Saturday, September 14, 2013

Day Two Hundred and Fifty-seven - The Naked Gun, "Is anyone ELSE here sleeping with this man's wife?"

While it's fairly safe to admit that, when the series wore on, the humor got stale, the villains trite, and the gags less than fresh, the original Naked Gun still brings it home and is definitely the best of the three. There's just something about the way it remains innocent and not too self-aware and winking at the audience... something that it overdid in its sequels.

Nominally set in Los Angeles, the home of the Police Squad series that spawned it, The Naked Gun begins with a cold opener in Beirut where the leaders of the enemies of America are all conveniently in one room. Where Hot Shots played it safe and only went after Saddam, TNG manages to corral Yasser Arafat, Ayatollah Khomeni, Idi Amin, Gaddafi, and Gorbachev into a Star-Spangled fantasy sequence of American Kick-Ass Exceptionalism... where Frank Drebin (Leslie Nielsen) pummels them mercilessly for plotting against us.


It's a farce, but also a sign of the times as Cold War fears were beginning to fade in the era of Glasnost. (It's also hilarious that, when Frank runs out of Dictators to beat on, generic white guy stuntmen in cheap suits begin to show up).

Anyways, past the cold opener we're treated to OJ Simpson getting nearly murdered as many ways as possible, almost as if it were a comedic recreation of the Death of Rasputin (or Vigo the Carpathian). I must admit, it feels a little cathartic in light of his track record in later years.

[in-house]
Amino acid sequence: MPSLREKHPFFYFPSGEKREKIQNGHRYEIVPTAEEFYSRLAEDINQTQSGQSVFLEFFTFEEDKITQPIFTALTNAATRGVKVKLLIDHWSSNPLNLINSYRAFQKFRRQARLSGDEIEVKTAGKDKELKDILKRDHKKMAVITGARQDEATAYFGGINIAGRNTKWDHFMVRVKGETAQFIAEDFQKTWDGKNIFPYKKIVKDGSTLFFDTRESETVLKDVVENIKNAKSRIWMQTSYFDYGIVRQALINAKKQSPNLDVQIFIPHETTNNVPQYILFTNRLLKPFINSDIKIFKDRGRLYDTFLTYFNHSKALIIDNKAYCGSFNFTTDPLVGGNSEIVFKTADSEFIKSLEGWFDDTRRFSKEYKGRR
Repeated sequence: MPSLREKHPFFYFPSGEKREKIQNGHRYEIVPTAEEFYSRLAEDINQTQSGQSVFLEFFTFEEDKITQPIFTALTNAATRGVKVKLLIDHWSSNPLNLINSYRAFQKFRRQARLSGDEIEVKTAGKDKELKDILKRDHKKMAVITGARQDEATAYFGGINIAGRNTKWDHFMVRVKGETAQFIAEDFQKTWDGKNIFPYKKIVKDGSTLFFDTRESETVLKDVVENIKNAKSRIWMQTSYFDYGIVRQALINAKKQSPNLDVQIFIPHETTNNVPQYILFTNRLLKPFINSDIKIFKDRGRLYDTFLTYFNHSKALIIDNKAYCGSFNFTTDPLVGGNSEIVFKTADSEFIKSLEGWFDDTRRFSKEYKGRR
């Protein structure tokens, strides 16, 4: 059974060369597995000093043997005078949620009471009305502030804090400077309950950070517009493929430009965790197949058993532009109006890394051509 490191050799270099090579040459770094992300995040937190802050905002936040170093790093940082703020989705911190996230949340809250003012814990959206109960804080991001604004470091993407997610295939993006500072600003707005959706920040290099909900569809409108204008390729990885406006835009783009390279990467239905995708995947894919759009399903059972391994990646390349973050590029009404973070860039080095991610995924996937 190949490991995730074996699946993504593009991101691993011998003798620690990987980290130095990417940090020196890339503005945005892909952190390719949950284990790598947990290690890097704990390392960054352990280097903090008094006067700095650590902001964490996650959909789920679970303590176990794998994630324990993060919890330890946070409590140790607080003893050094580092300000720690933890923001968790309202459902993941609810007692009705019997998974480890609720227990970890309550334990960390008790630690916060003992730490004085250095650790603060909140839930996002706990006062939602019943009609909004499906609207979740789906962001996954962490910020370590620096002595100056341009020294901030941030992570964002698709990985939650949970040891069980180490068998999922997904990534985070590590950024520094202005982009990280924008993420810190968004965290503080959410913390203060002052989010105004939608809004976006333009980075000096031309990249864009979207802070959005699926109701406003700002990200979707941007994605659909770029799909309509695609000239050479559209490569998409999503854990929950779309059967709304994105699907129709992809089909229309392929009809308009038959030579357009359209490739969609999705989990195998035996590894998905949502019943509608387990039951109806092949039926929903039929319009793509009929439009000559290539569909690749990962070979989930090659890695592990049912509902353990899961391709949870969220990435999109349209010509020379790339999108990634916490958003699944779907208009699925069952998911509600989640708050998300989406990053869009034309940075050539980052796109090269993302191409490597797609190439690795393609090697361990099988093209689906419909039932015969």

It seems Nordberg (Simpson) stumbled onto one of arch-villain Ludwig's (Ricardo Montalban) criminal plots and Khan wanted the bumbling officer rubbed out. Unfortunately for Ludwig, it only puts Frank and the Police Squad onto his trail. This leads to an investigation where Frank meets the love of his life... who is played by Priscilla Presley, a wholesome secretary who is inadvertently caught up in Ludwig's plot to kill Queen Elizabeth at a baseball game.

It's all silly fun laced with innuendo, sight gags, and pratfalls... not quite the loving send up to Noir that Dead Men Don't Wear Plaid was, but also not a soulless, dime-a-dozen parody movie of the likes that have been churned out the past twenty years or so. It's hard to imagine how anyone survives in this universe, where airbags cause cars to careen wildly on their own and alleged real life murderers can survive dozens of shots (and burns and a bear trap).

I really love Ricardo Montalban... he's always a good villain and had a tremendous sense of melodrama, always playing it straight even when he delivered the hammiest of lines. And, as ever, there's always something to be said about Leslie Nielsen. From Forbidden Planet on up to his late career (which was almost all comedy and parody), Nielsen had the greatest of deadpan faces and his timing was always the best.

Rest in peace, the both of you.

Quick shout out to George Kennedy, whom we last saw on Couchbound in Charade. He does a terrific job as the Captain playing the pseudo-straight man to Drebin. I love the bit at the state dinner where Frank picks his pocket and an innocent party goer is accused of sleeping with the Captain's wife!

All in all, The Naked Gun is classic Zucker Bros. comedy while they (and their regular players) were in their prime... something that's more than a rarity nowadays. It's not as great as, say, Airplane... but it comes pretty close. And, man, that death scene for Montalban at the end? It just slays me. Especially when the marching band starts playing "Louie, Louie."

Until tomorrow, Potatoes~

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